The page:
lurk, like, link, lead

This is mindblowing.

Sometime in September-ish, I heard a podcast by Roland Chidiac, and he was talking with a guy named Stephen Hurley. Stephen spoke of his work in Peel Region, his connections to music, and ended with a mention of the CEA. At that moment, a few little dots connected- me to Rolland in Waterloo region, Rolland to Stephen in Toronto, and back to me in York Region. A strange triangular sensibility bubbled up, and I suddenly and overwhelmingly felt the electricity of my learning network. Initially, I was not entirely clear why my brain brought me to attention, but there was something auspicious about Stephen’s connectivity, and beyond a growing appreciation of Rolland’s digiPLN, I still could not put my finger on what signal I was receiving.

Up to that point, I can admit that my pursuit of professional learning had been slightly stilted. In short, I lurked more than I lead. I think I sat in the exact seat that many educators do, asking myself what am I going to do with the knowledge that my personal, professional learning affords me. And why should I do something with my learning? So, I started to consider how to engage at a deeper level.

What caught and held my attention was Stephen’s mention of a plan for the regional exchanges for educators to meet-greet-and-chat cross-Canada. My pedagogical stomping ground to this point was primarily locavore in nature. All of the conversations that I had ever had about the ebb and flow of education were paddocked in York Region. I checked out the CEA site, convinced myself that I had something to say, found the regional exchange offer, drafted out a proposal form to attend and interesting things started to happen. From the moment that I received the RSVP from Stephen to attend the regional exchange, I dove into lurker mode to find out more about the other attendees. Funny thing, a large number of my current digiPLN were also on the invitee list.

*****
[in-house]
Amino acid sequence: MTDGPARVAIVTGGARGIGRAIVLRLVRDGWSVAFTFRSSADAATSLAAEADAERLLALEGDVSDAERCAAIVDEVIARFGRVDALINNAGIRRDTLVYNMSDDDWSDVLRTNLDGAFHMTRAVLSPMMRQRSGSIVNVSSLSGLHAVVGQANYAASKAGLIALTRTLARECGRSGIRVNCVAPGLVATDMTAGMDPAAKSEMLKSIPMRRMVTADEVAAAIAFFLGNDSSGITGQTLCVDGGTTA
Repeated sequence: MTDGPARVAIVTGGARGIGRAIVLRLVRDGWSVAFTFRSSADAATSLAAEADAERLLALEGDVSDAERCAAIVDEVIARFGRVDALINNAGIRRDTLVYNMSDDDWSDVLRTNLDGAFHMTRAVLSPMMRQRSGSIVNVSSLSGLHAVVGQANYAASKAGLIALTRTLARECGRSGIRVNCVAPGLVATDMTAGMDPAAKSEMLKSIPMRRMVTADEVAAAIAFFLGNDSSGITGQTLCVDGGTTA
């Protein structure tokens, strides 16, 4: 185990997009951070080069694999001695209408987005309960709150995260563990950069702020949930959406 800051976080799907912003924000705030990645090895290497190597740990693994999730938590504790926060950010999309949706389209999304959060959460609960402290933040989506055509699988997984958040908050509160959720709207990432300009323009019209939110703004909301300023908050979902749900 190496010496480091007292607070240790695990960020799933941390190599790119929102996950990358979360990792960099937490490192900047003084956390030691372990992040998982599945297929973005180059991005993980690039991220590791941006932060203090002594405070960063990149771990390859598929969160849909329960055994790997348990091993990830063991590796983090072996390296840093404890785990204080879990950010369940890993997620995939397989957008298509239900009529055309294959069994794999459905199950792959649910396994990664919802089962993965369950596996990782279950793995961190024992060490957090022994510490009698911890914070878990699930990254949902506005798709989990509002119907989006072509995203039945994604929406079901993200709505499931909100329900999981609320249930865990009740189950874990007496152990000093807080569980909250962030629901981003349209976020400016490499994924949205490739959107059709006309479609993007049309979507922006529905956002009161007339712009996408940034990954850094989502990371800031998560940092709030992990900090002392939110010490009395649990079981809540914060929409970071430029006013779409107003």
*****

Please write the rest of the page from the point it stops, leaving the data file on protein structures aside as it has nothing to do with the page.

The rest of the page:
Confession. My cross-border shopping for professional learning has always felt a bit shameful, almost affair-like, in that, I had been sneaking away from the comfort of my region for some time. I spoke with Rolland about this passion for another learner with hushed tones when we hung out at the Toronto regional exchange. Both of us craved the connection and resources and support of a PLN that ranged wider than our home regions. And that’s when it hit me. The reason Stephen’s offer got rooted for me was that despite the coolness of connecting with educators nationwide, the real message in the signal was that I needed to start leading these connections in some way. Rolland linked me to his PLN, Stephen and the CEA became the catalyst for new directions in my PLN, and I opened myself up to new possibilities.

Many cool projects and connections have emerged post-podcast. I have connected with an amazing array of educators around Ontario. My professional blog has evolved into a portfolio of work that includes reflections, artifacts, and new media. A digi-colleague Derek Rhodenizer and I have co-created #onedmentors as a conversation and connection space in Twitter where pre-service and in-service teachers can exchange ideas. And finally [for now] I pants-kicked myself into starting my podcast, Chasing Squirrels that focusses on the impact of changes in education. My bravery did not evolve in isolation. I owe a ton of thanks to Rolland Chidiac and Derek Rhodenizer and Jen Giffen for their unabashed support of my ‘what if’ lists.

And Stephen Hurley, well he is a catalyst. He’s got that rare superpower that builds superpowers in the people around him. Yet in doing so, the challenge still remains to use the powers for something good. Through all of the tutelage of my PLN I have come to believe in my own agency and to embrace opportunity fully.

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